Republican Main Street Partnership

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Main Street Partnership
Chairman Amo Houghton
Founded 1994
Ideology Centrism[1][2]
Fiscal conservatism[3]
Political position Center[1][2] to Center-right[4][5][6]
National affiliation Republican Party
Seats in the Senate
4 / 100
Seats in the House
65 / 435

The Main Street Partnership is a group of centrist and moderately conservative members of the United States Republican Party within the United States Congress.[3] The group is the rough equivalent of the Blue Dog Democrats.[7]

Members of the group are often labeled as RINOs by conservative Republicans and are often challenged in Republican primaries by the Club for Growth, FreedomWorks, and the Tea Party movement, among others.[8][9]


The Main Street Partnership was formed following the 1994 House elections, in which conservative Republicans were swept into power. An informal discussion group formed by Representatives Nancy Johnson, Steve Gunderson, and Fred Upton later became somewhat of an organized bloc intent on representing the moderate wing of the Republican Party. The partnership is currently composed of moderates such as Susan Collins and Mark Kirk; some members would fit most of the criteria of a conservative, such as Thad McCotter and Brian Bilbray.[citation needed]

The Main Street Partnership has allied with other moderate Republican groups, including Christine Todd Whitman's It's My Party Too, Ann Stone's Republicans for Choice, the Log Cabin Republicans, the Republican Majority For Choice, The Wish List, Republicans for Environmental Protection, the Mainstream Republicans of Washington, and the Kansas Traditional Republican Majority.

In May 2005, the Main Street Partnership helped pass the Stem Cell Research Enhancement Act in the House Of Representatives; 50 Republicans voted in support of the bill, which passed 238–194.

They are an important swing vote on spending bills and as a result have gained influence in Congress out of proportion to their numbers. They are frequently sought after to broker compromises between the Democratic and Republican leadership, generally lending a more centrist character to US politics.[citation needed]

The organization's board of directors voted on January 8, 2013 to scrap party identification from its title and be known simply as "The Main Street Partnership." The group's new president, former Ohio Republican Rep. Steven LaTourette, told Yahoo News that he intended to start conversations with Blue Dog Democrats and centrist groups in the following months.[10]

Current members[edit]

Map of House caucus members during the 113th Congress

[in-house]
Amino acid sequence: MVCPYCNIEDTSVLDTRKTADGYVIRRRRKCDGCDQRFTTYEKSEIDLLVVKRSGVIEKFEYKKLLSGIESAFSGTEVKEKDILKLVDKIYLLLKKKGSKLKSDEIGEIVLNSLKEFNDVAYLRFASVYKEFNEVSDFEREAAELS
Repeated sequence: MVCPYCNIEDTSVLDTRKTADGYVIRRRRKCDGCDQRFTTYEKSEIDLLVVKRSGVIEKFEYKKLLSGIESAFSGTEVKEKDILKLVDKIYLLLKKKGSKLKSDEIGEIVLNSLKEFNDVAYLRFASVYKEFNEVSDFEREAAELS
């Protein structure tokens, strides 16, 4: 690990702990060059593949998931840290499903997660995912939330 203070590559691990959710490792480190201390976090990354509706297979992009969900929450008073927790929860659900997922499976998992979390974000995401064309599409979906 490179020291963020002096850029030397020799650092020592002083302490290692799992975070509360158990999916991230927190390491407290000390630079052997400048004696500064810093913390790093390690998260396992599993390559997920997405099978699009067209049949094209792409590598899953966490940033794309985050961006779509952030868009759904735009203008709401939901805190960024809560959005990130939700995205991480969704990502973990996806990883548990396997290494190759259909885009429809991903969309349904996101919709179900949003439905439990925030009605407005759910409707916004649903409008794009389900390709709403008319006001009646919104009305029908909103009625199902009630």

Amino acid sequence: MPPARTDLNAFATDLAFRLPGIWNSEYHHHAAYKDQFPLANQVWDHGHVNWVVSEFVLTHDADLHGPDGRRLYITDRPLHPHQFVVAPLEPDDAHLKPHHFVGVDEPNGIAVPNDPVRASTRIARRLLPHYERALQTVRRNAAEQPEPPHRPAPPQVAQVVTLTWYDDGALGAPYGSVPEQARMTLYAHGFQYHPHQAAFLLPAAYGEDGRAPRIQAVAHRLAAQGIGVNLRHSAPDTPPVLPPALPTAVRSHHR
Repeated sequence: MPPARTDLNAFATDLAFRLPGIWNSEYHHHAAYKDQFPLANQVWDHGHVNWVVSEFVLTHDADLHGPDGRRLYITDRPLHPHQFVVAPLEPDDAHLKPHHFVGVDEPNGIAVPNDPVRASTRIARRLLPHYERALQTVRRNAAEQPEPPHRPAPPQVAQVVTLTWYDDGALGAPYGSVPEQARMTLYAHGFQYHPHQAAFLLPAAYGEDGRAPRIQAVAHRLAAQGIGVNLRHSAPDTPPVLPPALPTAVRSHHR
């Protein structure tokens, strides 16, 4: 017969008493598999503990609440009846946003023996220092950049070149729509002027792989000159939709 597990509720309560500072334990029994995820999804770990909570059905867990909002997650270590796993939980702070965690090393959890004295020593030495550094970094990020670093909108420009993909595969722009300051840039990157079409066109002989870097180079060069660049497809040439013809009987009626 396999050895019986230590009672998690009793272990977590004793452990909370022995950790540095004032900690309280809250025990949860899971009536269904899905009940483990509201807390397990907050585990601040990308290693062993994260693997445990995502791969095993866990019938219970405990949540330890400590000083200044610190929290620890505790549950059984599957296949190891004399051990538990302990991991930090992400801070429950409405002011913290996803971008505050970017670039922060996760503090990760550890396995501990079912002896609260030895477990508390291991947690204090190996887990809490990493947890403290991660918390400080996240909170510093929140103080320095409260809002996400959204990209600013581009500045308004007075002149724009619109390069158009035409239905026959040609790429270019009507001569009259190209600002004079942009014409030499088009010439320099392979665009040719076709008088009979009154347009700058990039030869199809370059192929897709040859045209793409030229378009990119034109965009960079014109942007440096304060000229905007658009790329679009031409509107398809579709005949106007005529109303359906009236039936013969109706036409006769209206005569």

Map of House caucus members during the 112th Congress

Board of directors[edit]

  • Steve LaTourette – President and CEO, former Representative from Ohio
  • Sarah Chamberlain – COO and CFO
  • Amo Houghton – Chairman and founder, former Representative from New York
  • Dave Hobson – Board Member, former Representative from Ohio
  • Tim Regan – Board Member
  • Robert Ziff – Board Member



Former members[edit]



Former Governors[edit]

See also[edit]


  1. ^ a b Gray, Steven (December 11, 2010). "Illinois' Mark Kirk: Can a Moderate Republican Thrive in Today's Senate?". Time. Retrieved July 23, 2014. 
  2. ^ a b O'Connor, Patrick (April 16, 2014). "GOP Feud on Full Display in New Idaho Ad". The Wall Street Journal. Retrieved July 23, 2014. 
  3. ^ a b "Three New Congressional Members Join Main Street". Retrieved 2014-08-11. 
  4. ^ LaTourette, Steve (January 8, 2013). "Former U.S. Rep Steve LaTourette (R-OH) Statement on the New Main Street Partnership". Retrieved 2014-08-11. 
  5. ^ James, Frank (February 13, 2014). "Debt Ceiling Vote Relied On GOP's 'Tough Vote' Caucus". Retrieved 2014-08-09. 
  6. ^ Wolf, Frank (January 8, 2013). "Former U.S. Rep Steve LaTourette (R-OH) Statement on the New Main Street Partnership". Retrieved 2014-08-09. 
  7. ^ Lucas, DeWayne; Iva Deutchman (June 19, 2008). "Looking for the Productive Center in the 2006 Elections: Running for Congress as a Blue Dog or Main Streeter" (PDF). Retrieved 2009-05-11. 
  8. ^ "Club for Growth". Club for Growth. Retrieved 2016-02-23. 
  9. ^ "Republican Group Targets Its Own Party". Retrieved 2016-02-23. 
  10. ^ Chris Moody (8 January 2013). "Moderate Republican group to remove 'Republican' from name, welcome Democrats". Yahoo News. Retrieved 11 November 2014. 

External links[edit]